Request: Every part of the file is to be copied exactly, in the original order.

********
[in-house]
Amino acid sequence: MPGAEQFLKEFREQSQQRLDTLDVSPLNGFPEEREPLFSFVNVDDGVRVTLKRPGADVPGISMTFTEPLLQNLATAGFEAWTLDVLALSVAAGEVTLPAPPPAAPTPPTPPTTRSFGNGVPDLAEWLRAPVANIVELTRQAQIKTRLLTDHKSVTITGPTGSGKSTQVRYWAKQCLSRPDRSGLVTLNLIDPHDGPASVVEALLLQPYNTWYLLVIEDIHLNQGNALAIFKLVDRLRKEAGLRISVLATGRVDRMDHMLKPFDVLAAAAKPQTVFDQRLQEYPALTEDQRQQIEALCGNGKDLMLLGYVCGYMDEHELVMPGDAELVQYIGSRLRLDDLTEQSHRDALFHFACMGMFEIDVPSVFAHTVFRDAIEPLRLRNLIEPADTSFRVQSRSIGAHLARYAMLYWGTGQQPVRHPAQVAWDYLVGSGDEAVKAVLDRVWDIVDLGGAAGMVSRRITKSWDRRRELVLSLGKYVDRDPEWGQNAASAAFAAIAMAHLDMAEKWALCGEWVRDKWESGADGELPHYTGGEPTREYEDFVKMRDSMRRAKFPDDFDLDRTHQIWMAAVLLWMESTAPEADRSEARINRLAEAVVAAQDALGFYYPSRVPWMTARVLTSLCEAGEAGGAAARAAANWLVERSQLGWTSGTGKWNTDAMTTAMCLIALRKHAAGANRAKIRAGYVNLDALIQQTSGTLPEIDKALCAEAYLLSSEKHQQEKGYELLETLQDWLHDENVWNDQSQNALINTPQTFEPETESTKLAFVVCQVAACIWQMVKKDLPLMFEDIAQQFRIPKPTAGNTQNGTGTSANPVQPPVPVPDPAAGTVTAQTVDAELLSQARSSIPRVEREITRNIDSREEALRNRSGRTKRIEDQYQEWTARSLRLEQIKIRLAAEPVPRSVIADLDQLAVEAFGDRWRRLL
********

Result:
[in-house]
Amino acid sequence: MPGAEQFLKEFREQSQQRLDTLDVSPLNGFPEEREPLFSFVNVDDGVRVTLKRPGADVPGISMTFTEPLLQNLATAGFEAWTLDVLALSVAAGEVTLPAPPPAAPTPPTPPTTRSFGNGVPDLAEWLRAPVANIVELTRQAQIKTRLLTDHKSVTITGPTGSGKSTQVRYWAKQCLSRPDRSGLVTLNLIDPHDGPASVVEALLLQPYNTWYLLVIEDIHLNQGNALAIFKLVDRLRKEAGLRISVLATGRVDRMDHMLKPFDVLAAAAKPQTVFDQRLQEYPALTEDQRQQIEALCGNGKDLMLLGYVCGYMDEHELVMPGDAELVQYIGSRLRLDDLTEQSHRDALFHFACMGMFEIDVPSVFAHTVFRDAIEPLRLRNLIEPADTSFRVQSRSIGAHLARYAMLYWGTGQQPVRHPAQVAWDYLVGSGDEAVKAVLDRVWDIVDLGGAAGMVSRRITKSWDRRRELVLSLGKYVDRDPEWGQNAASAAFAAIAMAHLDMAEKWALCGEWVRDKWESGADGELPHYTGGEPTREYEDFVKMRDSMRRAKFPDDFDLDRTHQIWMAAVLLWMESTAPEADRSEARINRLAEAVVAAQDALGFYYPSRVPWMTARVLTSLCEAGEAGGAAARAAANWLVERSQLGWTSGTGKWNTDAMTTAMCLIALRKHAAGANRAKIRAGYVNLDALIQQTSGTLPEIDKALCAEAYLLSSEKHQQEKGYELLETLQDWLHDENVWNDQSQNALINTPQTFEPETESTKLAFVVCQVAACIWQMVKKDLPLMFEDIAQQFRIPKPTAGNTQNGTGTSANPVQPPVPVPDPAAGTVTAQTVDAELLSQARSSIPRVEREITRNIDSREEALRNRSGRTKRIEDQYQEWTARSLRLEQIKIRLAAEPVPRSVIADLDQLAVEAFGDRWRRLL